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Subaru Solterra With X-Mode Is No Big Deal - Why Fans Want A Wilderness Trim

Subaru says the new 2023 Solterra all-electric SUV will be distinctly Subaru, but it will share X-Mode with Toyota. Here is what fans want in Subaru's first-ever all-electric SUV.

Subaru just announced its first-ever all-electric 2023 Solterra SUV would make its global premiere on November 10, 2021, for U.S. customers. When Toyota announced its version of the same model it shares with Subaru, the automaker says the bZ4X will come with Subaru's X-Mode. That's a disappointment because X-Mode is what sets Subaru apart from the competition.

The deal Subaru made with Toyota, which now owns 20 percent of Subaru Corporation, says Toyota will share its electric vehicle and battery technology. In turn, Subaru will share its Symmetrical all-wheel-drive technology with Toyota. It's a deal Subaru had to make to survive in the new world of electric vehicles. Subaru doesn't have the resources to build an EV.

2023 Subaru Solterra all-electric compact SUV features, specs

The new Subaru Solterra EV will come with X-Mode, and it will feature a new "Grip-Control" that Toyota says was newly developed and installed as a new feature for X-Mode. "By leveraging motor drive characteristics, it is suited to everything from everyday driving to light off-road driving and more, achieving off-road performance exceeding expectations in BEVs," Toyota said in the announcement.

Toyota's all-electric bZ4X will now have the same off-road capability as the Subaru Solterra, and it's why Subaru will need to differentiate itself by offering a Solterra Wilderness trim level.

2023 Subaru Solterra all-electric compact SUV features, specs

Subaru's STEP 2.0 mid-term management progress report says Subaru's core values are adventure, all-wheel-drive utility, safety, reliability and longevity, and capability.

Subaru says, "We will further enhance our deep relationship between Subaru and our customers, making us different from other brands." We have to assume this also means Toyota.

What sets Subaru apart?

The automaker's values include safety, fun-to-drive, all-weather capable, off-pavement ready, and a low center-of-gravity. With the Solterra sharing its all-wheel-drive technology with Toyota, the all-electric bZ4X will have the same capabilities.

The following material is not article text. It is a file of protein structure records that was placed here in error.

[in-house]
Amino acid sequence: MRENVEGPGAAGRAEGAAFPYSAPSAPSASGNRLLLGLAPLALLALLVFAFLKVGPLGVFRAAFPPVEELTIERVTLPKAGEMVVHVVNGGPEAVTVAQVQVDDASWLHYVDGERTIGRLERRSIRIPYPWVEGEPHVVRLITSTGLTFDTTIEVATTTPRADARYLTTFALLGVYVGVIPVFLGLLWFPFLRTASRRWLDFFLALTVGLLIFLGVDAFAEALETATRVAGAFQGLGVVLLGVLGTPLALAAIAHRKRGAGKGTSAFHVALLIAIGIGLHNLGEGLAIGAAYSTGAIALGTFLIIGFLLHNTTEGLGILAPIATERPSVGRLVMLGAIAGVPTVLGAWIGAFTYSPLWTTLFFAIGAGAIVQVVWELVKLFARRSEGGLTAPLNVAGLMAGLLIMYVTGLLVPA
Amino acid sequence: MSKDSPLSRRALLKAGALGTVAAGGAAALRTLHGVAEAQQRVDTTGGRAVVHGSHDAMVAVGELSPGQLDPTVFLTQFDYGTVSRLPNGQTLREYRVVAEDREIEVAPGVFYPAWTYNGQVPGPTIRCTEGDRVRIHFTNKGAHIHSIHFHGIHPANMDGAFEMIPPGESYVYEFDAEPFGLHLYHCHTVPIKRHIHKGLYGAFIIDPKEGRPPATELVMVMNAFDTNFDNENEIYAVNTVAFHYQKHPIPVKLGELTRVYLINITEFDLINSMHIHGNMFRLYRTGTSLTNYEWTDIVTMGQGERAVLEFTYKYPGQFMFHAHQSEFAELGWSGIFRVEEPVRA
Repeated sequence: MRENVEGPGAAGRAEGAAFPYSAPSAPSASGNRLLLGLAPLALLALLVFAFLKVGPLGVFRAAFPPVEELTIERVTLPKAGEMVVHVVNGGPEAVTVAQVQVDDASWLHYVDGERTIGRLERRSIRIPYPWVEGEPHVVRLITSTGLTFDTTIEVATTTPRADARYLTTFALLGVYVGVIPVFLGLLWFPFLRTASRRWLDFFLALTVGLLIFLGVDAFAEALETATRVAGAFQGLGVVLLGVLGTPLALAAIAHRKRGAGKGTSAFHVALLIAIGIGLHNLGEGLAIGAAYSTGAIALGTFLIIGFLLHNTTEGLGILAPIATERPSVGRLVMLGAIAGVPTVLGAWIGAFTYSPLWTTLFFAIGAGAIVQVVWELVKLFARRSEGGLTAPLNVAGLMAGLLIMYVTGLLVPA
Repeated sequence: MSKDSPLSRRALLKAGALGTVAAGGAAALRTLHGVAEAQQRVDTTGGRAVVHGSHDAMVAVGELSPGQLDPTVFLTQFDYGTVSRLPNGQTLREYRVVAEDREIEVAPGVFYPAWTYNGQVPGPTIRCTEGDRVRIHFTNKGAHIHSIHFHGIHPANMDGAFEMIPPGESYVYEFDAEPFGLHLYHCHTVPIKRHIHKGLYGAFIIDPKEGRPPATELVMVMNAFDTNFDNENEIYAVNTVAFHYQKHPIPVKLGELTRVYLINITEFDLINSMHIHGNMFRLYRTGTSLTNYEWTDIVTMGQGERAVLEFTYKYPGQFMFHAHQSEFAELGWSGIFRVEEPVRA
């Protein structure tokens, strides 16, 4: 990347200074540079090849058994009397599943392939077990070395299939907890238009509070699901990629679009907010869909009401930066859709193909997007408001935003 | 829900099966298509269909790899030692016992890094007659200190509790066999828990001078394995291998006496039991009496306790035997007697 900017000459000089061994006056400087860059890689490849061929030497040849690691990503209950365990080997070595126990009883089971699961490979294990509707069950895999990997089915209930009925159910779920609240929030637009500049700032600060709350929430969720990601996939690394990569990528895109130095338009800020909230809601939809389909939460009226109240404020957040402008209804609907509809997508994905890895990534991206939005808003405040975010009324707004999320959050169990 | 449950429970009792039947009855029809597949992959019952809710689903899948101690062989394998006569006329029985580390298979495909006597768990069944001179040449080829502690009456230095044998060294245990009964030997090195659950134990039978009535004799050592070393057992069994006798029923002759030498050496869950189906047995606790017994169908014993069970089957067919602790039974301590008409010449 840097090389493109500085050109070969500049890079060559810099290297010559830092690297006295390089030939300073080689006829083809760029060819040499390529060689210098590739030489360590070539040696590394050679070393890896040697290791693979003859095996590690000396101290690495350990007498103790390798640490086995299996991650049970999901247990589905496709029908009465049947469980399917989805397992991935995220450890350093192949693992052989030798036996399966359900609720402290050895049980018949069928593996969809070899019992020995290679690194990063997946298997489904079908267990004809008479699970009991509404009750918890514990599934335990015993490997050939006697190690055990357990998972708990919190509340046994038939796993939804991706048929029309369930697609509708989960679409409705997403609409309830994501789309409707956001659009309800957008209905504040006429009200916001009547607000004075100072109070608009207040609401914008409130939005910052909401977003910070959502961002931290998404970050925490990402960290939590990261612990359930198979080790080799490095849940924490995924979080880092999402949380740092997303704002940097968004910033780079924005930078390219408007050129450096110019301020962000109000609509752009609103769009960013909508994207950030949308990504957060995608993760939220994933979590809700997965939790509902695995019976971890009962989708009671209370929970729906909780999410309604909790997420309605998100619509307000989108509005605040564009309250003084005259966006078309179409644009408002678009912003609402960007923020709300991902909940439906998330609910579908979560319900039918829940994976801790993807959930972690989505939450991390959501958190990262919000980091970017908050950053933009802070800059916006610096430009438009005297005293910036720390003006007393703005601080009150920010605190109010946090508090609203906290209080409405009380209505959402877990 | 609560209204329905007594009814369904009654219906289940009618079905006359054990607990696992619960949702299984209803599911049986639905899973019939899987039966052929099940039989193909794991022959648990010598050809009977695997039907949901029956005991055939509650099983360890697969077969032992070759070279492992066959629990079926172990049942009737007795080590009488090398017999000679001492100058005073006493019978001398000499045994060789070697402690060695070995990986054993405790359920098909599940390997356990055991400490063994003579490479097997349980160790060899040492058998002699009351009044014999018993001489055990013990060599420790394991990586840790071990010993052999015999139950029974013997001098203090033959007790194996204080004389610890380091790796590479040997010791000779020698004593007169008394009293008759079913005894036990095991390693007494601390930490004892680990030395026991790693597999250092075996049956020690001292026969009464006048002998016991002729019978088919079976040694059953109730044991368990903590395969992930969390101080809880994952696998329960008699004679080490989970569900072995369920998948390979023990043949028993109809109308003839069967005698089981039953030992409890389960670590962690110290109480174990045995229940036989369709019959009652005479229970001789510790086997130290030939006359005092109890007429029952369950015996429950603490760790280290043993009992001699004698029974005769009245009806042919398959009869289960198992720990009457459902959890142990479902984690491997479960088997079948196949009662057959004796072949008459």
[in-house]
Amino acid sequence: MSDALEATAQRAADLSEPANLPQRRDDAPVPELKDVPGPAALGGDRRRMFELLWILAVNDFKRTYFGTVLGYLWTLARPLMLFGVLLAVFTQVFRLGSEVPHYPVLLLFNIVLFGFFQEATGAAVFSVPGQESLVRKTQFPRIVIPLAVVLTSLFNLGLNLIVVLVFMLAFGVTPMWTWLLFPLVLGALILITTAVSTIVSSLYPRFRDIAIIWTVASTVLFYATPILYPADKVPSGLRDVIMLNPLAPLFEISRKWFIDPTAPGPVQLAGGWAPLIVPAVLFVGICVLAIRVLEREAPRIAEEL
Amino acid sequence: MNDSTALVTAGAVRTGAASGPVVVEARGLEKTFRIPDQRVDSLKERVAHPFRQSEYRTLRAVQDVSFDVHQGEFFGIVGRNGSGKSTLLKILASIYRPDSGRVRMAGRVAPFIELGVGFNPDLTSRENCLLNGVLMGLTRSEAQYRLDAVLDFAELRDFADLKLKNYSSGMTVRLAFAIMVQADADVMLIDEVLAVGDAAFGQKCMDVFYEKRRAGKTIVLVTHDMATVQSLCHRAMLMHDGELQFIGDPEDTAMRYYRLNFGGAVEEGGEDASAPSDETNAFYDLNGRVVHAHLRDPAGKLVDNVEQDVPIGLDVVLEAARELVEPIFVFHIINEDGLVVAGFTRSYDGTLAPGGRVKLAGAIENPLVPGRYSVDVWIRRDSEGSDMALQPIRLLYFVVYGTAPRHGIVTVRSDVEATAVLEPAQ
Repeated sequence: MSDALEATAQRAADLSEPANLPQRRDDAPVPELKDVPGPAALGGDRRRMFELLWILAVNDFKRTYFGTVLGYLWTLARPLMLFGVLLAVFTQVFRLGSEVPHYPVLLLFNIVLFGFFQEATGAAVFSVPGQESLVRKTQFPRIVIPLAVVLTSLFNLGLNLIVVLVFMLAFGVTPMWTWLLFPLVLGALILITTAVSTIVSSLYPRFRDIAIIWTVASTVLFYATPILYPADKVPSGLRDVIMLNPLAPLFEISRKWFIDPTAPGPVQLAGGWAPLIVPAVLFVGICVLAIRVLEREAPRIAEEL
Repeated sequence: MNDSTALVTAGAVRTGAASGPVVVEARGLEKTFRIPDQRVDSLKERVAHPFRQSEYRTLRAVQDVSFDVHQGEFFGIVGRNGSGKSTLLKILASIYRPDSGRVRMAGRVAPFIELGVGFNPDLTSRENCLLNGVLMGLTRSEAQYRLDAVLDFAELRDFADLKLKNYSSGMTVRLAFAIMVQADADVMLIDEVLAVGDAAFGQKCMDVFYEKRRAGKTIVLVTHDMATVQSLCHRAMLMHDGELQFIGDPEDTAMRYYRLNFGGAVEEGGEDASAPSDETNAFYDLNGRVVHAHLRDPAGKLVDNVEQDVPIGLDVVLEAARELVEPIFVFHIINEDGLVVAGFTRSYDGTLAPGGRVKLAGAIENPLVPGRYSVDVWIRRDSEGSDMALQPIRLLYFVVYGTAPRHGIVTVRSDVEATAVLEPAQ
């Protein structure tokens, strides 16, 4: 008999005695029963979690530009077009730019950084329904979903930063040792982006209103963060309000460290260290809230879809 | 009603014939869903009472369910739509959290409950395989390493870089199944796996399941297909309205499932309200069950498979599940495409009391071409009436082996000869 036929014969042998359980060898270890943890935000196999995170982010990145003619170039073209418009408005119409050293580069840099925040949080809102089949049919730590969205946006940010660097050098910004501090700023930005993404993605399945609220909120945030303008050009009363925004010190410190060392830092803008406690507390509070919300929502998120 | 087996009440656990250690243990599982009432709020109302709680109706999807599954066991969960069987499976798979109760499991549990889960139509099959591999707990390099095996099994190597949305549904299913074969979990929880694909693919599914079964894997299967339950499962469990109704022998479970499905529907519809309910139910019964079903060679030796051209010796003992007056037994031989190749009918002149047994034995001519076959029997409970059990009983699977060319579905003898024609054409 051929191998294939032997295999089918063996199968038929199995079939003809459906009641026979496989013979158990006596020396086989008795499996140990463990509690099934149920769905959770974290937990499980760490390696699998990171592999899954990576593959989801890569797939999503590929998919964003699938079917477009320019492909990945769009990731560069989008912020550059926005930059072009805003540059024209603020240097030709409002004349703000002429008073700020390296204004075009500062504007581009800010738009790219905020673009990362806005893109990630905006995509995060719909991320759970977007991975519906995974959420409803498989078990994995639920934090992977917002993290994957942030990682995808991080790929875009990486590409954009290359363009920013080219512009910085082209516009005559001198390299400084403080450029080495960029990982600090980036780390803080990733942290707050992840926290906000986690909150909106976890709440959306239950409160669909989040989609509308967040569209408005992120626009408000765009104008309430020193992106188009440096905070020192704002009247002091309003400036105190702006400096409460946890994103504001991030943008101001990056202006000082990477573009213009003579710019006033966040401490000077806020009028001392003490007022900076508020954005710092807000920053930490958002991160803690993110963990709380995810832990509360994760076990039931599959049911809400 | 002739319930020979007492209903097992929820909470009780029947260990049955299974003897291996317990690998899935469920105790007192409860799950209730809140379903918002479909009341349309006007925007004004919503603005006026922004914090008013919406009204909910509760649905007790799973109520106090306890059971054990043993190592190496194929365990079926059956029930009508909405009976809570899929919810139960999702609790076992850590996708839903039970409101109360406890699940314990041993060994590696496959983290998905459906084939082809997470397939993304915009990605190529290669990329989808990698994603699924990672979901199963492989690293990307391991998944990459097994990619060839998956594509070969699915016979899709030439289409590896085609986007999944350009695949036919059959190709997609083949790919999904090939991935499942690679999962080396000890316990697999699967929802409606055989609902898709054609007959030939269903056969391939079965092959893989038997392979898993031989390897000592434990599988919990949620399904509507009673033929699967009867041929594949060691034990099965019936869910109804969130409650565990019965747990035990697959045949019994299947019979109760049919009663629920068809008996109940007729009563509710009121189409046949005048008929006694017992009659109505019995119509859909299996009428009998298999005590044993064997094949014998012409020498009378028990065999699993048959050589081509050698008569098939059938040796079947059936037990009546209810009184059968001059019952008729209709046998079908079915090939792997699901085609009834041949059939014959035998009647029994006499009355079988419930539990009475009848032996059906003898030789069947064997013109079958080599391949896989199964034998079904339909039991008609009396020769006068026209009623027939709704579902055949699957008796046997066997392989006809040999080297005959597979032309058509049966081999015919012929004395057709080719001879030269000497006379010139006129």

When Subaru announces the all-new all-electric 2023 Solterra SUV will it have the same X-Mode as the bZ4X, or will it be equipped with a dual-function X-Mode with deep snow and mud settings for improved performance while navigating steep trails?

The STEP 2.0 mid-term management progress report says, "With highly responsive electric motors, Subaru's all-wheel-drive capability and driving dynamics will be further enhanced."

To set the new 2023 Subaru Solterra apart from Toyota and other EVs, the new all-electric compact SUV will need a new Solterra Wilderness trim level for Subaru's active customers to go further off-road.

The new 2023 Subaru Solterra can't be your typical urban commuter. If the all-electric SUV will be distinctly Subaru and incorporate its core values, it must have a rugged "go-anywhere" attitude for outdoor enthusiasts. Will Subaru of America offer a new Solterra EV Wilderness trim? We will find out on November 10, 2021. Stay tuned.

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Denis Flierl has invested over 30 years in the automotive industry in a consulting role working with every major car brand. He is an accredited member of the Rocky Mountain Automotive Press. Check out Subaru Report where he covers all of the Japanese automaker's models. More stories can be found on the Torque News Subaru page. Follow Denis on Facebook, Twitter, and Instagram.

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Photo credit: Subaru Global


XTman (not verified)    November 3, 2021 - 1:10AM

Yes, Subaru would have to work really hard to differentiate the Solterra from its Toyota twin. A Wilderness version of the Solterra is a good idea. Nevertheless, the as-published range per charging means that all the wilderness it could get would be next the town mall. To make it truly "Wilderness" it needs a declared range of at least 400 miles which in real world trail driving would shrink to 340 miles. In remote deserted areas, where there are no charging stations, only 1 month long hiatus, in a sunny location, would enable the roof's solar panel to let the Solterra get out to a nearest charging station.